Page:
February 17

Presenter: Poppy Crum, Dolby Labs

February 24

Presenter: Peter Godfrey-Smith, City University of New York and University of Sydney

Title: Subjectivity and Learning

March 10

Tim Brady, University of California, San Diego

Title: The nature of visual working memory: objects, scenes, and the role of semantic knowledge

Abstract: In this talk, I’ll suggest a rethinking of the nature of visual working memory: first, I’ll argue that we have a separate object working memory and scene working memory system, which show themselves in a wide variety of tasks (ranging from developmental psychology to cognitive neuroscience) and each contribute to nearly all working memory tasks. Second, I’ll argue that working memory, like long-term memory, has a capacity that depends critically on the semantic meaning of what you are asked to remember, as opposed to being merely the persistence of perceptual representations. In particular, I’ll argue that one of the ways we recognize visual scenes is by treating the scene as a global texture and processing the distribution of orientations and spatial frequencies holistically across the entire scene, without recognizing any objects. I’ll show that we can see reflections of this texture-based scene processing pathway in visual working memory, suggesting that visual working memory consists of separate scene/texture and object representations. I’ll show evidence that even the simplest visual working memory experiment -- with just 3 colored dots -- actually relies on dissociable memory representations from the object system and scene system. In the second part of the talk, I’ll discuss some recent EEG work trying to understand the nature of visual working memory, and, in particular, how visual working memory is affected by knowledge. I’ll show that brain measures of how much is actively being stored in working memory demonstrate a greater capacity for real objects than for simple stimuli. This suggests that working memory has no fixed capacity -- instead, our ability to remember new information depends critically on our existing knowledge.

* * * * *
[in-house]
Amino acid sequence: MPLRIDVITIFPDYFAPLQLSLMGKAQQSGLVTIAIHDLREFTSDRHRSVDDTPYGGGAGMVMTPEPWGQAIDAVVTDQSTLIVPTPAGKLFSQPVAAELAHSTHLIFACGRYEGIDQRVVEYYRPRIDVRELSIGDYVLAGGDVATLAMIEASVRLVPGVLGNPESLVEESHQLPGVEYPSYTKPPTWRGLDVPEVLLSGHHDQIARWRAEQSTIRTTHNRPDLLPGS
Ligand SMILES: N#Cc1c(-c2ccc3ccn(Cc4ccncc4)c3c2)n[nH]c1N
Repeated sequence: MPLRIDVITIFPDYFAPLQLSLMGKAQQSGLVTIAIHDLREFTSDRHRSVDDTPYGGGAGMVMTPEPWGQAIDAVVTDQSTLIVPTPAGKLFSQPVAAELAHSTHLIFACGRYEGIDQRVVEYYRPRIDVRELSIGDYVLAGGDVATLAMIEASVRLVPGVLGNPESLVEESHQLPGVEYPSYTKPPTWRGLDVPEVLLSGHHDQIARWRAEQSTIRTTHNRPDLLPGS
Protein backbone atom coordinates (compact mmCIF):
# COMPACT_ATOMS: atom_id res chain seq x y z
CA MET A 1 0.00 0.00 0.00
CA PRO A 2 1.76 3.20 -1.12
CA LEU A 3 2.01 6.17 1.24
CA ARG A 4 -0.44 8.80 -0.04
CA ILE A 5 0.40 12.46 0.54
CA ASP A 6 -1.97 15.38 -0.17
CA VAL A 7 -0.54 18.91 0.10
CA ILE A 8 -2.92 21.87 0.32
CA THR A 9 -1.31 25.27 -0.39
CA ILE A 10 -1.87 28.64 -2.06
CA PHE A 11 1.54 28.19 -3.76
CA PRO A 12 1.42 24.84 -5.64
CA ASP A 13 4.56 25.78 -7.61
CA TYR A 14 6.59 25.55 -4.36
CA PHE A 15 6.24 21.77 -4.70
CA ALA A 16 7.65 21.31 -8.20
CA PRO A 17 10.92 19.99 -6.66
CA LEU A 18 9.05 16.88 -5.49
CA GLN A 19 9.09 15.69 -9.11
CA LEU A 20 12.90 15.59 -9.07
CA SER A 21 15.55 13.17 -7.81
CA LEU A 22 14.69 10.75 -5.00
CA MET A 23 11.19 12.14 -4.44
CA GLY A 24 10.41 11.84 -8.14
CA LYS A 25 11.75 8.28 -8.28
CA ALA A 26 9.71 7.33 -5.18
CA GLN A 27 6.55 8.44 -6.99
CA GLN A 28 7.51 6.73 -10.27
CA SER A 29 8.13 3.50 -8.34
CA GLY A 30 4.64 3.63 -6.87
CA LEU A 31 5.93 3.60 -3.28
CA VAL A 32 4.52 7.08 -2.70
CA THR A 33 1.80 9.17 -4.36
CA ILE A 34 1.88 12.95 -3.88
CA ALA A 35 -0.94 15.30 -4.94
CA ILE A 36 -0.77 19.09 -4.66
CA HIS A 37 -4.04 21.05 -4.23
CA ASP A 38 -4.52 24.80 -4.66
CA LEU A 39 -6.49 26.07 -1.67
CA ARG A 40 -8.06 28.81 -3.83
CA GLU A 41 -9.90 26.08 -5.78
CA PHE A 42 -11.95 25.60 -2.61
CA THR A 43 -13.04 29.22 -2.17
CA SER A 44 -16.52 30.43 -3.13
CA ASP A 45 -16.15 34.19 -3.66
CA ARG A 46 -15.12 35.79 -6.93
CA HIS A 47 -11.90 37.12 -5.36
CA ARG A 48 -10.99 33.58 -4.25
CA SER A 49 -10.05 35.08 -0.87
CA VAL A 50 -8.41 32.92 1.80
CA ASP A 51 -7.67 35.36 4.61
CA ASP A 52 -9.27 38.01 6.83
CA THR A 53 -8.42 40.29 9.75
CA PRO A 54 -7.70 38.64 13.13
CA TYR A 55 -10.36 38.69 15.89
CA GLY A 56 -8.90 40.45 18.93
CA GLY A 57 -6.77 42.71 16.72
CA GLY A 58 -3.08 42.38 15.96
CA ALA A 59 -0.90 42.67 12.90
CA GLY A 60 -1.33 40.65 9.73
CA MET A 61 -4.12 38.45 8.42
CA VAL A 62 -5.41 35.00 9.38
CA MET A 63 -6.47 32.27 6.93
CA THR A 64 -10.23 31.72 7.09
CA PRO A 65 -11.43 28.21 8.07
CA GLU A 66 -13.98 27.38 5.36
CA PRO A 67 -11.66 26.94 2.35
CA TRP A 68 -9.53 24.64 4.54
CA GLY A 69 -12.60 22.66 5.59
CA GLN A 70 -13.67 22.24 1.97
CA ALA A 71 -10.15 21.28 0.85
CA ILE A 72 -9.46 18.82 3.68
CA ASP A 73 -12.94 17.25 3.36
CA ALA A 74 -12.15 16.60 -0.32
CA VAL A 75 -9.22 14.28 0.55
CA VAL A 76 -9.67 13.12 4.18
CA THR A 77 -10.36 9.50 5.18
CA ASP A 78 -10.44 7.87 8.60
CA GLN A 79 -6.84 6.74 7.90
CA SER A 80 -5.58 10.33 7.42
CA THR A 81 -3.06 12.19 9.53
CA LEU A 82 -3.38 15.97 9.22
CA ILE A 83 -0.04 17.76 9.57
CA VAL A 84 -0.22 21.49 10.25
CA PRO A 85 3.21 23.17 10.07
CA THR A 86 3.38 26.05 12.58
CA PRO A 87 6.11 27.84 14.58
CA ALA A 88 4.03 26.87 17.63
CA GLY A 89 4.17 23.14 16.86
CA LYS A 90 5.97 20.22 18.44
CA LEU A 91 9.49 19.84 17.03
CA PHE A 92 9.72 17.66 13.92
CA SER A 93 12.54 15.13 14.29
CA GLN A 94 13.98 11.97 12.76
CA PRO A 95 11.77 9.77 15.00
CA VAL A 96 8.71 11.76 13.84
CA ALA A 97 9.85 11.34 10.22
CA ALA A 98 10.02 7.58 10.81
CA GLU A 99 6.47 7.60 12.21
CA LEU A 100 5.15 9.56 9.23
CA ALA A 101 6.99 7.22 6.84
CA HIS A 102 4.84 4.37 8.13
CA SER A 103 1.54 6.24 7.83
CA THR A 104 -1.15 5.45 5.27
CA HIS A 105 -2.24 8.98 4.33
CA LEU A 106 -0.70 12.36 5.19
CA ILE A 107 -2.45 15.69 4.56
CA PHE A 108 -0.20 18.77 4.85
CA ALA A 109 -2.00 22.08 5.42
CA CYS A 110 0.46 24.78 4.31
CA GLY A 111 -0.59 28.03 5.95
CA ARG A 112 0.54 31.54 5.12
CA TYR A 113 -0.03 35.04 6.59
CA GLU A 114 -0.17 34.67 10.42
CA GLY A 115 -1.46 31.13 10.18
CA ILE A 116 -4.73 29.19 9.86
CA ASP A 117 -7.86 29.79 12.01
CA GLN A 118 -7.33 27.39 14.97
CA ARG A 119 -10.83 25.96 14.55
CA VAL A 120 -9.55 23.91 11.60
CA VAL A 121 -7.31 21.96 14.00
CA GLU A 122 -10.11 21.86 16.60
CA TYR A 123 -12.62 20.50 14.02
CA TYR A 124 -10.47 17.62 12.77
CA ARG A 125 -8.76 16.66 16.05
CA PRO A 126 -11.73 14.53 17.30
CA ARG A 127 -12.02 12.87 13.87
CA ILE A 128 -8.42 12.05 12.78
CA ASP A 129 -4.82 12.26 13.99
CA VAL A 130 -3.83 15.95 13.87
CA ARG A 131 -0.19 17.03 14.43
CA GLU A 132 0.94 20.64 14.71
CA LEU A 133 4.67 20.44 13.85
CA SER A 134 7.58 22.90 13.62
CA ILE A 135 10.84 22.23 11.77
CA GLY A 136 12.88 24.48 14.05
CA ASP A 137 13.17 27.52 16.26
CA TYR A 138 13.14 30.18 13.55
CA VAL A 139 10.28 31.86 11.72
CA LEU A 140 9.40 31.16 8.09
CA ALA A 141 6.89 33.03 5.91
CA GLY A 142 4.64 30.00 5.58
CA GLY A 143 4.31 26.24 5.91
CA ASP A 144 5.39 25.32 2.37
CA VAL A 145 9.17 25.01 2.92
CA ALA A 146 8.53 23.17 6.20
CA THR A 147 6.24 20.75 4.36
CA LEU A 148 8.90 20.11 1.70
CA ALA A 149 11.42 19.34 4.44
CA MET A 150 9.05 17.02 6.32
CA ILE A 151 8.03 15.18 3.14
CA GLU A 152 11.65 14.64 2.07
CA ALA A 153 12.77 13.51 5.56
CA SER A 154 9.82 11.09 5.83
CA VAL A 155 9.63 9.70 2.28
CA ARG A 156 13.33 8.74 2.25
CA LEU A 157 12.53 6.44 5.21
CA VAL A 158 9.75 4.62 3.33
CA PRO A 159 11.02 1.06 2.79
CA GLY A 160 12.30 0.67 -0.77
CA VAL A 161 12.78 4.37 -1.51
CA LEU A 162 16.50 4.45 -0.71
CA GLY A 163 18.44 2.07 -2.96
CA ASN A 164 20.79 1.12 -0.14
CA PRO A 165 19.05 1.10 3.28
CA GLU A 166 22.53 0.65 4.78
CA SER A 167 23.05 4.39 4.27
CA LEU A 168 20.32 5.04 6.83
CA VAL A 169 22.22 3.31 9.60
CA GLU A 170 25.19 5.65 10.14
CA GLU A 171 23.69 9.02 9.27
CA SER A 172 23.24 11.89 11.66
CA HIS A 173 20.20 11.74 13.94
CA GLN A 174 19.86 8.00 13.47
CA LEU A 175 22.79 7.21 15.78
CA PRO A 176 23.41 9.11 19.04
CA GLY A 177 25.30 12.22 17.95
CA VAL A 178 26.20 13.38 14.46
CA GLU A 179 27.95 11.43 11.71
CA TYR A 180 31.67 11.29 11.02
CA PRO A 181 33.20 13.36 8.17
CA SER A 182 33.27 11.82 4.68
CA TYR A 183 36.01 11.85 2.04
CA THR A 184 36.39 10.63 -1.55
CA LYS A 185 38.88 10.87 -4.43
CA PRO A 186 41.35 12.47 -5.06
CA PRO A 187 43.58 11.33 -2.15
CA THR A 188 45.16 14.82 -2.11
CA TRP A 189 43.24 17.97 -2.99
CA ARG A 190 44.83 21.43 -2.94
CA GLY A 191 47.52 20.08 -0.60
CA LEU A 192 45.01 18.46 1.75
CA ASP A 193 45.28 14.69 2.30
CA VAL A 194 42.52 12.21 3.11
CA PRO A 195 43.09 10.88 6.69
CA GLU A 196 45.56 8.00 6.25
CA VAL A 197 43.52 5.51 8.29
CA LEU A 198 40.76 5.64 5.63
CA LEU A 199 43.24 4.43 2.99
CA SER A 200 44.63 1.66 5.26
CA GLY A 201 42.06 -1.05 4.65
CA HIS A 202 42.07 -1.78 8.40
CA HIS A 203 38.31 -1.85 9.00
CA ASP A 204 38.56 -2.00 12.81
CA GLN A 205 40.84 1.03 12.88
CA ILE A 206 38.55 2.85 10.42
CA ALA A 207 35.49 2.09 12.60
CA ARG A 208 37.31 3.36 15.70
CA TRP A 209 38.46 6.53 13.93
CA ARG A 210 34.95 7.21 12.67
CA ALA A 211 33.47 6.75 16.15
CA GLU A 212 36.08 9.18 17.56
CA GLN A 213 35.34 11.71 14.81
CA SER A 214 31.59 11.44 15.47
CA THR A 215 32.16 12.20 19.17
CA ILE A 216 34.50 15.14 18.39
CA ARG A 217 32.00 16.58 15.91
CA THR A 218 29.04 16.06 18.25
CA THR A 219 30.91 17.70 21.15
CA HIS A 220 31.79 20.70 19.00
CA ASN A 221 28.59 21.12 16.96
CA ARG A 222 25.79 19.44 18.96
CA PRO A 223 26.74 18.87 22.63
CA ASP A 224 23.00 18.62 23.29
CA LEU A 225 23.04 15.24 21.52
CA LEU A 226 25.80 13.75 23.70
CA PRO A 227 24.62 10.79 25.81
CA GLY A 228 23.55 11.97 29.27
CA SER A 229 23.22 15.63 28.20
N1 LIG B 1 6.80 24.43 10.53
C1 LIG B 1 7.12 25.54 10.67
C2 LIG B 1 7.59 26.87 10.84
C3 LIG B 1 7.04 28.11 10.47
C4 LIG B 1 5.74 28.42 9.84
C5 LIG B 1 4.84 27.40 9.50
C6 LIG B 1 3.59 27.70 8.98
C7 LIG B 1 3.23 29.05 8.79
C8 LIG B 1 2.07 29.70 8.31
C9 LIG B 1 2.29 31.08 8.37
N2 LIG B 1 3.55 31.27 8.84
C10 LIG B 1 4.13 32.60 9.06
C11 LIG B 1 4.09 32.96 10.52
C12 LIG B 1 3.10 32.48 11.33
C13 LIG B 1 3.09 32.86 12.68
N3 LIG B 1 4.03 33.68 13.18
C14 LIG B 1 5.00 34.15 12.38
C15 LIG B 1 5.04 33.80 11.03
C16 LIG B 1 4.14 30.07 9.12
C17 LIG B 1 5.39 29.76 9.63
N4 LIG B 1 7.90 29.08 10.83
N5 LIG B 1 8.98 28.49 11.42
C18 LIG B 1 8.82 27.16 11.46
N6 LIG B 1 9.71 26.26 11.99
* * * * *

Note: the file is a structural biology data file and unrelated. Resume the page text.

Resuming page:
March 24

Presenter: Elisabeth Camp, Rutgers University

Title: Formats for thinking

Abstract: Many philosophers, logicians and psychologists assume an exhaustive and exclusive dichotomy between "imagistic", iconic, or pictorial representations and "discursive", logical, or propositional ones. Others dismiss the distinction as meaningless, on the ground that any content can be captured in propositional terms. Adherents of both positions often conclude that thought -- at least, cognition of any real expressive capacity -- must be implemented in a language-like format. I offer a tour through representational types, identifying how their distinct semantic and syntactic principles produce empirically distinct profiles of expressive, inferential, and implementational powers and limitations, and suggest some desiderata for choosing among representational formats.